Eighty-four year old Faith Ringgold, artist, and educator is best known for her painted story quilts.
For over 50 years, the activist, storyteller, historian, author and artist has recorded her story in bold colours and even bolder statements, refusing to dilute her experience with race and gender equality. Ringgold transforms feminine symbols in her textile pieces, weaving together vivid historical and personal accounts of being a woman.
She was born in 1930 in Harlem, New York City. As a child she was taught to sew fabrics creatively by her mother, a professional fashion designer, and to make quilts by her great-great-grandmother who had been a slave and made quilts for her white masters.
In 1950, she studied painting at New York City’s College and taught art in the New York City public schools. She married and had two daughters. Ringgold received her Master’s degree in fine art in 1961. This was when the Civil Rights movement was becoming a major force in American society affecting her and her work greatly. She became acquainted with the feminist ideas during this time and worked as an activist for social change for women and blacks, particularly with regard to the American art museum system, which often omitted African-Americans and women from its exhibits.
In the 1970’s, Faith Ringgold created African-style masks, painted political posters, lectured frequently at feminist art conferences, and actively sought the racial integration of the New York art world. She organized a demonstration against the Whitney Museum of American Art and helped win admission for black artists to the exhibit schedule at the Museum of Modern Art. With one of her daughters, she co-founded the advocacy group Women Students and Artists for Black Art Liberation.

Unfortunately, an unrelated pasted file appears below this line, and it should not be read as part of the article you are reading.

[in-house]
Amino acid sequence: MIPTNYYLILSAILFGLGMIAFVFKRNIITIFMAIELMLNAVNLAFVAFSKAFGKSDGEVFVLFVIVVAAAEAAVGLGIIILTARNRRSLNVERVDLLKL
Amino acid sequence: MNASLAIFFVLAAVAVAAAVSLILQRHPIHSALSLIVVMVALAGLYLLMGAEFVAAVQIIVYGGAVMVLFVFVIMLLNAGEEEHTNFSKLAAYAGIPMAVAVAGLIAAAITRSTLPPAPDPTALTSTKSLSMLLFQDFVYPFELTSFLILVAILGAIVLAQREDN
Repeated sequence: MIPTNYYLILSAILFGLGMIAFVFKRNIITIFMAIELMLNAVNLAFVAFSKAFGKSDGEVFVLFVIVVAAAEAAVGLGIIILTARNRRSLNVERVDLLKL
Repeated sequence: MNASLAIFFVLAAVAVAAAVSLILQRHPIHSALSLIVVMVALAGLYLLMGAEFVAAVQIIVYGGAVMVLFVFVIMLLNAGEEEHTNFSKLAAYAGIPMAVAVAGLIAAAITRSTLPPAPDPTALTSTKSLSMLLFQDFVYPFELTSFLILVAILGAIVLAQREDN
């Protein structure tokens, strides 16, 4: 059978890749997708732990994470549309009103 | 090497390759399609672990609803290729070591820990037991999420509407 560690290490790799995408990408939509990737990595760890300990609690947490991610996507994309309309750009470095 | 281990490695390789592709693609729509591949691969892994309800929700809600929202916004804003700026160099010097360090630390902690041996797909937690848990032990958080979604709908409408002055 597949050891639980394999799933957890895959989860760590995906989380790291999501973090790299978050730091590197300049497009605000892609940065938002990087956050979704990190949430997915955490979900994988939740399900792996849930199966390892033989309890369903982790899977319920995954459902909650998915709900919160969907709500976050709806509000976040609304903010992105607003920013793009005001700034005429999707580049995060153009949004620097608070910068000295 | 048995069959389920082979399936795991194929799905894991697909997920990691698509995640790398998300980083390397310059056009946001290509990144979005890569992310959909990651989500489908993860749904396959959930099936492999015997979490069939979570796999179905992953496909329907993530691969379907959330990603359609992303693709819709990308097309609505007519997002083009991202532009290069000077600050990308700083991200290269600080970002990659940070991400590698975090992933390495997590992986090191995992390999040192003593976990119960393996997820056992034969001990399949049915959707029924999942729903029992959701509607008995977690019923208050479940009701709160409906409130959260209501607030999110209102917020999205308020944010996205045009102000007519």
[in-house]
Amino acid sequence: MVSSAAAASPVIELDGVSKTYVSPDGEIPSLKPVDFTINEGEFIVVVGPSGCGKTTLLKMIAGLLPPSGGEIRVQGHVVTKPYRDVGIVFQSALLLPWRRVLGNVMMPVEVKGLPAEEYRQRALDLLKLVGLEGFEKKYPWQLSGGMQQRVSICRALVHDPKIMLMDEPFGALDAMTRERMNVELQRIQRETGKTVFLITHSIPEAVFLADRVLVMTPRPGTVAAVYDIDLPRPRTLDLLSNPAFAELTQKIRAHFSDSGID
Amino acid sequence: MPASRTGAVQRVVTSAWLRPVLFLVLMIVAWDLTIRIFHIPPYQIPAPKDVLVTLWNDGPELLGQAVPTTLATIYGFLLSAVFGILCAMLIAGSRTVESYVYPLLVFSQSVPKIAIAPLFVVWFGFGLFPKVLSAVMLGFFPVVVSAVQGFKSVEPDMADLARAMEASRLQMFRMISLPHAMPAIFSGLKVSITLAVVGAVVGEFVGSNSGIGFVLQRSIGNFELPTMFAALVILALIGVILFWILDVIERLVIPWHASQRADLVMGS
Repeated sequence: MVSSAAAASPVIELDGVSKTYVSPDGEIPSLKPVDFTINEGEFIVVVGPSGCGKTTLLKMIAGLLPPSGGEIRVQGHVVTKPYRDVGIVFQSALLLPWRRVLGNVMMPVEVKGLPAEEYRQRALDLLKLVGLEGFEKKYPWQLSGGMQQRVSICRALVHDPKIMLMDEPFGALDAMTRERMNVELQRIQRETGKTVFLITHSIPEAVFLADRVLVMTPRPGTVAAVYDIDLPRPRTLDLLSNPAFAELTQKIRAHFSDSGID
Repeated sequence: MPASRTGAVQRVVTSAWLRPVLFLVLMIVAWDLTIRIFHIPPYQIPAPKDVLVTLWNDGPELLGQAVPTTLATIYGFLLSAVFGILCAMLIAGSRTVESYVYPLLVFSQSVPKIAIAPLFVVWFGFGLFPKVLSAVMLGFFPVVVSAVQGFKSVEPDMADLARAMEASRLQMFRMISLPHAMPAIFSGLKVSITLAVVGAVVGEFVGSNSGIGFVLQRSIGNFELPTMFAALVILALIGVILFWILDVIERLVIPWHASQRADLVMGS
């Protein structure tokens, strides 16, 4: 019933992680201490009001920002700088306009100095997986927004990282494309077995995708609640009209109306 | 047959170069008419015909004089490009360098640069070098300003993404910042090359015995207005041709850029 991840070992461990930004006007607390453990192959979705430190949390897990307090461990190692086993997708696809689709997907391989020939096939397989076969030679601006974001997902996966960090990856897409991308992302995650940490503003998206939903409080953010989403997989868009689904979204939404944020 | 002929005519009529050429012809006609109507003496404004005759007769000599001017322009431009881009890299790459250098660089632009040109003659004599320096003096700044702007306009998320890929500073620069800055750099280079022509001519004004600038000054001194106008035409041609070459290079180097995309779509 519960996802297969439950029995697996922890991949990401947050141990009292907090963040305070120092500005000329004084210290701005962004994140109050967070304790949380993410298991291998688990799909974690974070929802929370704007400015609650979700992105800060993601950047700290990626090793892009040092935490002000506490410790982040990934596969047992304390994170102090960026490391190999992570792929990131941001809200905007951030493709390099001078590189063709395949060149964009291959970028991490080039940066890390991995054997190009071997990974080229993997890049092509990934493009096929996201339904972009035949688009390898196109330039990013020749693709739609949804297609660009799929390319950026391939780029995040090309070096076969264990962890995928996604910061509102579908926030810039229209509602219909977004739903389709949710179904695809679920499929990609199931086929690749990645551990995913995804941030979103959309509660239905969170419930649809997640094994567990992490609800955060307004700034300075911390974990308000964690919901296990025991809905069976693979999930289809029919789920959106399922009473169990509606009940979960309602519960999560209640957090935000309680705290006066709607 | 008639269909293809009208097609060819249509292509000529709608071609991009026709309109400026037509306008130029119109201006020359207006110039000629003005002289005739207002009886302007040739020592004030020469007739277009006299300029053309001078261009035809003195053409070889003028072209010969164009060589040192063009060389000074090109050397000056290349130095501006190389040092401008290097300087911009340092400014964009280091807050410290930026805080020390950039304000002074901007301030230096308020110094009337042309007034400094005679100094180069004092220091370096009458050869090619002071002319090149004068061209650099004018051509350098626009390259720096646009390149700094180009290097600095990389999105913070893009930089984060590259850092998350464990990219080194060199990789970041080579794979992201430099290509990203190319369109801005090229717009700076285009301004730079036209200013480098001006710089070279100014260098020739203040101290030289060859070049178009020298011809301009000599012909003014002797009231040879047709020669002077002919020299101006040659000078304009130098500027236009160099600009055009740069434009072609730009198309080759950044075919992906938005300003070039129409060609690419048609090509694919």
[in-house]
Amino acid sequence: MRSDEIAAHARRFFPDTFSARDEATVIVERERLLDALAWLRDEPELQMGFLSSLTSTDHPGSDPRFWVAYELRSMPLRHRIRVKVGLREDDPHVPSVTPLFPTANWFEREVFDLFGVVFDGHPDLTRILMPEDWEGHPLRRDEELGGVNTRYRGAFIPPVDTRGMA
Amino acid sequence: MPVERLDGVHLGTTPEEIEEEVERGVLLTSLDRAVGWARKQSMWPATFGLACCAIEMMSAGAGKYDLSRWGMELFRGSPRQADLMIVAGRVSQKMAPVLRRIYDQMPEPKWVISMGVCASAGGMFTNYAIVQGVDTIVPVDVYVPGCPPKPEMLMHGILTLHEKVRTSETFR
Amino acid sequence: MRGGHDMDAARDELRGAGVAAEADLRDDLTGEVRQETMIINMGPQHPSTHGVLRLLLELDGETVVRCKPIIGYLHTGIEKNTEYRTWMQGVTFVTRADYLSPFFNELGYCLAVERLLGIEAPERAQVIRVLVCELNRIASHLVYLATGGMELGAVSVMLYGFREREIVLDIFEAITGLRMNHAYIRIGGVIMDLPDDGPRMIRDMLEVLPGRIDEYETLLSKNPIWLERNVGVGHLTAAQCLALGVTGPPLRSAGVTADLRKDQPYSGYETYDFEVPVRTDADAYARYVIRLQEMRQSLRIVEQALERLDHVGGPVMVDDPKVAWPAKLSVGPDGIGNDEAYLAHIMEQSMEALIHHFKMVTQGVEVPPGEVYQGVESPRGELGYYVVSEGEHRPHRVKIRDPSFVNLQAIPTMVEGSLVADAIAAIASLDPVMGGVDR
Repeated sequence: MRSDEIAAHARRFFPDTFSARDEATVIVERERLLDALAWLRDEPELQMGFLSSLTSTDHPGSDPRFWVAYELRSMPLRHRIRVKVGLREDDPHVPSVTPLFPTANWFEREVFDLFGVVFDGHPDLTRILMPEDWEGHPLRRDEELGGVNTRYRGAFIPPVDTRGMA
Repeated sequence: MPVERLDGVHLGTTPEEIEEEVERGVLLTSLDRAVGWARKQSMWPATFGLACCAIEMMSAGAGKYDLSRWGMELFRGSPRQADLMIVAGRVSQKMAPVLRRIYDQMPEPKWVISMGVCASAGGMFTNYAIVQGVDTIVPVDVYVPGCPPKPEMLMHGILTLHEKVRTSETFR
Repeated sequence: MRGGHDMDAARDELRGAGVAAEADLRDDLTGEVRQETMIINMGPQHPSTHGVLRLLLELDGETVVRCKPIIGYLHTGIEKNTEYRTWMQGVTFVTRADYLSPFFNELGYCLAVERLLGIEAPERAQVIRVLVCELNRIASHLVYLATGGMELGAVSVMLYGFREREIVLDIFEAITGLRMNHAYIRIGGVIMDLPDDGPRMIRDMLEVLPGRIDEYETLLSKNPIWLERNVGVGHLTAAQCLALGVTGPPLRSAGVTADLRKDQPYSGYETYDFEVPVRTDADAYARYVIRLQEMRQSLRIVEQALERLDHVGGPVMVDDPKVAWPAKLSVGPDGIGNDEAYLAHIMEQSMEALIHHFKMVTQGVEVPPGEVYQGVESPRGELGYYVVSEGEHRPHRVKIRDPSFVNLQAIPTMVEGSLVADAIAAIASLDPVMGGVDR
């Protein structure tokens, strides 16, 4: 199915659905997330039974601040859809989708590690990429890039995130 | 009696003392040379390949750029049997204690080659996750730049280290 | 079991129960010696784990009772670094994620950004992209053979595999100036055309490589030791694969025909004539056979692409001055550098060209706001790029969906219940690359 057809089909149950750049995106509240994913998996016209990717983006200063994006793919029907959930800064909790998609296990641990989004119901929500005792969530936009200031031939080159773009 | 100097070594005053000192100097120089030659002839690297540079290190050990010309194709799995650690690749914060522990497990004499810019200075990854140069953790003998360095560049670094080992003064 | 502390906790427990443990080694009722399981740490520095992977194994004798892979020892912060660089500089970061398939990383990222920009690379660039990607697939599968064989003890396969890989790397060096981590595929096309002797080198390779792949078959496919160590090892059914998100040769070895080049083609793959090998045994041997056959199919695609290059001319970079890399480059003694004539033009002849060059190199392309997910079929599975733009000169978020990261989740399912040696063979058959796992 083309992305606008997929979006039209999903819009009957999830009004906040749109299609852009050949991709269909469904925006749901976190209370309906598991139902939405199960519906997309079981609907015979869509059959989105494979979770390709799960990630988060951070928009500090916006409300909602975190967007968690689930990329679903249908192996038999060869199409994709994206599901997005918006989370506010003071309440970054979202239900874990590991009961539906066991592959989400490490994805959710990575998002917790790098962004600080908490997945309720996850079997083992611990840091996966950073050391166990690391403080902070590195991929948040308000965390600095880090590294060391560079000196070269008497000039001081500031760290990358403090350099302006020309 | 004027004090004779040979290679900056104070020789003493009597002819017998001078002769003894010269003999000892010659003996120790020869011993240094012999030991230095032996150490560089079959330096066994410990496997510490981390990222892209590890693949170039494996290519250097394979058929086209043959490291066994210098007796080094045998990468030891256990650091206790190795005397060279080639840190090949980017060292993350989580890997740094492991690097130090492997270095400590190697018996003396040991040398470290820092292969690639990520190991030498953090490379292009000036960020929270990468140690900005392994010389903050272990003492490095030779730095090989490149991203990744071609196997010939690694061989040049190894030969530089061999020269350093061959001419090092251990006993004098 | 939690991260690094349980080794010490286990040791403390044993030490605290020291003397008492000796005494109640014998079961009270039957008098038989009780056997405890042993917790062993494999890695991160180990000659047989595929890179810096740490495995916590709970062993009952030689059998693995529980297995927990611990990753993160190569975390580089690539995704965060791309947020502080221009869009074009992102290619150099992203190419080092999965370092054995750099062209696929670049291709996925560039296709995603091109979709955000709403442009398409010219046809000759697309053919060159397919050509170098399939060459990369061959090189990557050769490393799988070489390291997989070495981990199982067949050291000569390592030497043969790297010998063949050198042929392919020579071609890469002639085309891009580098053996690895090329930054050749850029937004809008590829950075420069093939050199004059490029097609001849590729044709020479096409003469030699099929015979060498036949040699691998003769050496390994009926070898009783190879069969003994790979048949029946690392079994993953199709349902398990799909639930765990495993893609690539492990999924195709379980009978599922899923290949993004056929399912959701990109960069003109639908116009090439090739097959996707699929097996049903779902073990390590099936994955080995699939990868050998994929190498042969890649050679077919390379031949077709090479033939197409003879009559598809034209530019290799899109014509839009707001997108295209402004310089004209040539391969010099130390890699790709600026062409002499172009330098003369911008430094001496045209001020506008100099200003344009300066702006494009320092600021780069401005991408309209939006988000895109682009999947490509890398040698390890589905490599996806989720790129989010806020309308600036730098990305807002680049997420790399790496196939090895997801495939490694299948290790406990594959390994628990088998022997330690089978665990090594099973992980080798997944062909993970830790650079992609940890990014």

Faith and her mother stayed very close through the years. When she switched her focus to sewn arts, she and her mother worked side-by-side. In this way, they were continuing a family tradition that stretched back through the centuries. Her story quilts became more than just a collection of bright fabrics in a pretty design. Faith’s quilts have something to say for themselves.
Today, a well- known artist and grandmother of 3, Ringgold resides in both New Jersey and San Diego, California. She has won numerous awards and her work is in the permanent collections of the Guggenheim Museum, the Museum of Modern Art and the Metropolitan Museum of Art.
Her motto is If One Can Anyone Can All you Gotta Do is Try.
Like her work, her motto is rich and joyful and inspiring. Yes, her art concerns itself with serious issues of society but it is resplendent with affirmation. It deals with harsh realities, but in the final analysis, her vision is connected to following dreams and overcoming all obstacles with a soaring and unstoppable spirit.
Faith Ringgold’s first children’s book TAR BEACH won critical acclaim as well as a Caldecott Honor and a Coretta Scott King Award for Illustration. It is a favourite among children and adults alike.
It is the story of 8-year old Cassie Lightfoot, a young dreamer who uses the roof of her Harlem apartment (the tar beach) as the launch pad for her imagination and her own personal gateway to New York City. Through her imagination, Ringgold allows her heroine to travel places that segregation would not allow her to go, with the freedom of a child.